Title: Glory Road
Genre: Biography, Drama, Sport
Director: James Gartner
Screenwriters: Christopher Cleveland, Bettina Gilois
Starring: Josh Lucas, Derek Luke, Austin Nichols
Glory Road really does tell a remarkable true story, one more powerful and important than the sort of prototypical racial integration tale we were spoonfed in, say, Remember the Titans, if only because of its ultimate ramifications on the game of basketball, college athletics, and higher education. Though any film tackling this subject would probably be beholden, at least somewhat, to underdog sports movie conventions, the potential is here for something stirring and strong. But Glory Road, given to a rookie director and screenwriter, botches it embarrassingly. Glib, trite and incompetent, the movie reduces much of the story to set-ups and punchlines and expects us to cheer without earning so much as a clap.
The film gets most of the easy things right, and the emotional resonance of certain moments might fool one into thinking that the entire thing was written and put together with some measure of skill. But consider the parts that work. We see a black boy beaten to a bloody pulp in a restaurant bathroom, and his teammates trying to track down and kill the perpetrators in a rage, with their coach trying to stop them. We see a trashed motel room, with the words “Nigger Go Home” smeared on the walls in red paint that looks like blood. We see the defiance of basketball coach Don Haskins (Josh Lucas), who believes in the largely black team he recruited at a time when starting more than two blacks was unheard of in the NCAA. These things are wrenching and powerful by their very nature; to neuter them would require a force of a magnitude that this movie cannot wield.
Then consider what doesn’t work. In its rush to get to its supposedly rousing sports montage last act, the film must plow through the new recruits’ arrival at Texas Western, their assimilation (or lack thereof) into the fold, their training, their academic reformation, their gradual acceptance of and respect for Coach Haskins and his strict rules, etc. It’s a handful, but Glory Road doesn’t want to deal with any of it. As such, it treats important, potentially explosive events as “bits.” Example: one of the black students gets into a confrontation with a cafeteria worker, who offers him nacho, taco or burrito, and he responds “no, I’m looking for hot dog-o.” Irritated, the worker repeats, in threatening tones, “Nacho. Taco. Burrito.” The student again replies “No, hot dog-o.” Interested to learn what happens next? So was I. But the film cuts away at the pivotal moment, as it does on several other occasions. (Administrator: “We just hope to put a decent team on the court; Coach Haskins: “Well, decent doesn’t cut it with me.” Cut.)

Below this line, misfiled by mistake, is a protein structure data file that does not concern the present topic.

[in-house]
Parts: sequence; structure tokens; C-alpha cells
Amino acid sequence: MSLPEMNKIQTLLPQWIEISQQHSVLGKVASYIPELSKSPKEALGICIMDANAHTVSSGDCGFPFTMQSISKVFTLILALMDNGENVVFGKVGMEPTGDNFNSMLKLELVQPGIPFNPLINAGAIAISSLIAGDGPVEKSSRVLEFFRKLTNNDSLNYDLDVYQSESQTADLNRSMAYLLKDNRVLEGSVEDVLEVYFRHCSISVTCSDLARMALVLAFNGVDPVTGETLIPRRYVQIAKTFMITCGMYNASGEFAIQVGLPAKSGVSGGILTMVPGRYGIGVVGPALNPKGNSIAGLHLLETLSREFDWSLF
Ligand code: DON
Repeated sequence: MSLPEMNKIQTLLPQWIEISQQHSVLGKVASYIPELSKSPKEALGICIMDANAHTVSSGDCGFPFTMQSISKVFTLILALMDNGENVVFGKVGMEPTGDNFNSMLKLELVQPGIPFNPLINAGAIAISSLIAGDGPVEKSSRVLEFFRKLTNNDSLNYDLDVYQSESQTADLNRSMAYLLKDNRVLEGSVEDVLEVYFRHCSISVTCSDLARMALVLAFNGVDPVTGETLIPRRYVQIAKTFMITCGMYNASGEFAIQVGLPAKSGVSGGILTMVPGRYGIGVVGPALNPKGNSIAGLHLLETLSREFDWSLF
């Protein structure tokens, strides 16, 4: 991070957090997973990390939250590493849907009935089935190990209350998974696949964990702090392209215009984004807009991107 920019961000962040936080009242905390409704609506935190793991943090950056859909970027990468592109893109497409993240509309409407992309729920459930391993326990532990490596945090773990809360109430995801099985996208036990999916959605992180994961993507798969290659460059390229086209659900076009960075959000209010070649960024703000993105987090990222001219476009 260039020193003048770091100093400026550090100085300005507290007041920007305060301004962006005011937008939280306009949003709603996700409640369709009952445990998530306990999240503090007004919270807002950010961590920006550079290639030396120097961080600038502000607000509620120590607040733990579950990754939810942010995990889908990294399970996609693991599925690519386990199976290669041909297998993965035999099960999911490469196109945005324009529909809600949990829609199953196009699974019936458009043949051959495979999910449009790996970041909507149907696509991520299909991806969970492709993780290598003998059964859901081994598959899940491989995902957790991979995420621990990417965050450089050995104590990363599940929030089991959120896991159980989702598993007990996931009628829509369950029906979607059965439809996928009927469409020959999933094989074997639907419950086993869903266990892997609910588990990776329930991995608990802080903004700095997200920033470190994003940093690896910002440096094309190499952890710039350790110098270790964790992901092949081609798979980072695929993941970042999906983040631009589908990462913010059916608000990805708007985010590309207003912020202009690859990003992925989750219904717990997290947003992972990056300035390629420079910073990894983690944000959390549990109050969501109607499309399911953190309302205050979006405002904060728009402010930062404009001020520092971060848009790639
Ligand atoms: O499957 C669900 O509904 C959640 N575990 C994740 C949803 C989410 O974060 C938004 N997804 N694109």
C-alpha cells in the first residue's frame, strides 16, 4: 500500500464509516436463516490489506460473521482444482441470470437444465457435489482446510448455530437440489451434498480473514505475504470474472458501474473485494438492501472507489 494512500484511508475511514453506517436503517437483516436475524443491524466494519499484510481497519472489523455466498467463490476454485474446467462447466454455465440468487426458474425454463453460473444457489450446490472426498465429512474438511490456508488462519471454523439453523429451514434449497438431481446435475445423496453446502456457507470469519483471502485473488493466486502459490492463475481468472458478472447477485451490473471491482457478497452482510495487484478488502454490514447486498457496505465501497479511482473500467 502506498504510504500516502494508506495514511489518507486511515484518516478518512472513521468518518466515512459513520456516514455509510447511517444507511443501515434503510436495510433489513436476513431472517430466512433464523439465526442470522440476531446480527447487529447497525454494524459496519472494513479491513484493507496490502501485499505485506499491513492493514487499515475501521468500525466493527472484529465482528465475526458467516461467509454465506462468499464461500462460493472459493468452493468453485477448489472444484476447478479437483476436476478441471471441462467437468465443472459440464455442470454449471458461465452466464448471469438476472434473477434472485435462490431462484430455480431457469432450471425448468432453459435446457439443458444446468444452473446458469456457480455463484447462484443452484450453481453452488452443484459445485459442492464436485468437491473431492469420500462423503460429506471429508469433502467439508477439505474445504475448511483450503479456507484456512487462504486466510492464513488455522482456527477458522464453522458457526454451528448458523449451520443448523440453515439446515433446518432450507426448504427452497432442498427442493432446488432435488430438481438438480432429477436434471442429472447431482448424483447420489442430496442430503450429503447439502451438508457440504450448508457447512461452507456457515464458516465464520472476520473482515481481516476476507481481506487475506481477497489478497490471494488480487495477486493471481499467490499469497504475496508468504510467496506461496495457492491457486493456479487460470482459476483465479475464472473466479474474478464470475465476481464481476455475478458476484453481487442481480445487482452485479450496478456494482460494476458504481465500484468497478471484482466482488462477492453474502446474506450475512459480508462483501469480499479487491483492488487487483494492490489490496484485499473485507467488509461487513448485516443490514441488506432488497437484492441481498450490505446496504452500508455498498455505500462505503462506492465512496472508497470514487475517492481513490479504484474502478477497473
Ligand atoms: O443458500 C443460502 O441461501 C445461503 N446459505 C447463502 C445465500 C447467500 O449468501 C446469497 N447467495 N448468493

These scenes, which could have been exciting, triumphant, sad, essential, are just fodder for a quick chuckle or the reinforcement of convention. Meanwhile, the Glory Road goes through the motions of training, Coach Haskins’ infallible method of “fundamental basketball,” and his diabolical schemes to make his players stand up and be men, damn it. In a shamelessly ludicrous sequence, he kicks out a player for playing like a sissy. He does this by charging into his room and starting to empty the boy’s closets throwing his belongings into suitcases; he then meaningfully hands him his ticket home. The next day, of course, the player proves his worth by taking some rough hits on the court and, when his nose is smashed, coming back in a football helmet (I am not making this up). Of course, he is then allowed to stay, but all I could think of was that the ticket seems an awful waste of money for a school on such a tight budget.
Josh Lucas tries hard in an earnest performance — he is not slumming. But all the film can think to do with him is have him shout a list encouragements and admonitions from courtside (which he does with gusto, to his credit) and then edit them randomly into the basketball action. And of course, we must necessarily have announcers comment on every play so that we don’t get confused — a familiar ploy for filmmakers incapable of cutting together a competent sports sequence. The sports action is punctuated by arbitrary developments — the team rises and falls at regular intervals as the plot requires. Conflicts begin and end unprompted, precisely when they need to. A dawn arrives so that the next problem can rear its head.
Films like Coach Carter and The Greatest Game Ever Played demonstrated just last year that most of the conventions that Glory Road tries to marshal are still alive, well and at filmmakers’ disposal. This film fails not because it is conventional, but because it is lazy and dumb — unworthy of its subject matter. There are so many similar movies out there. Find a better one.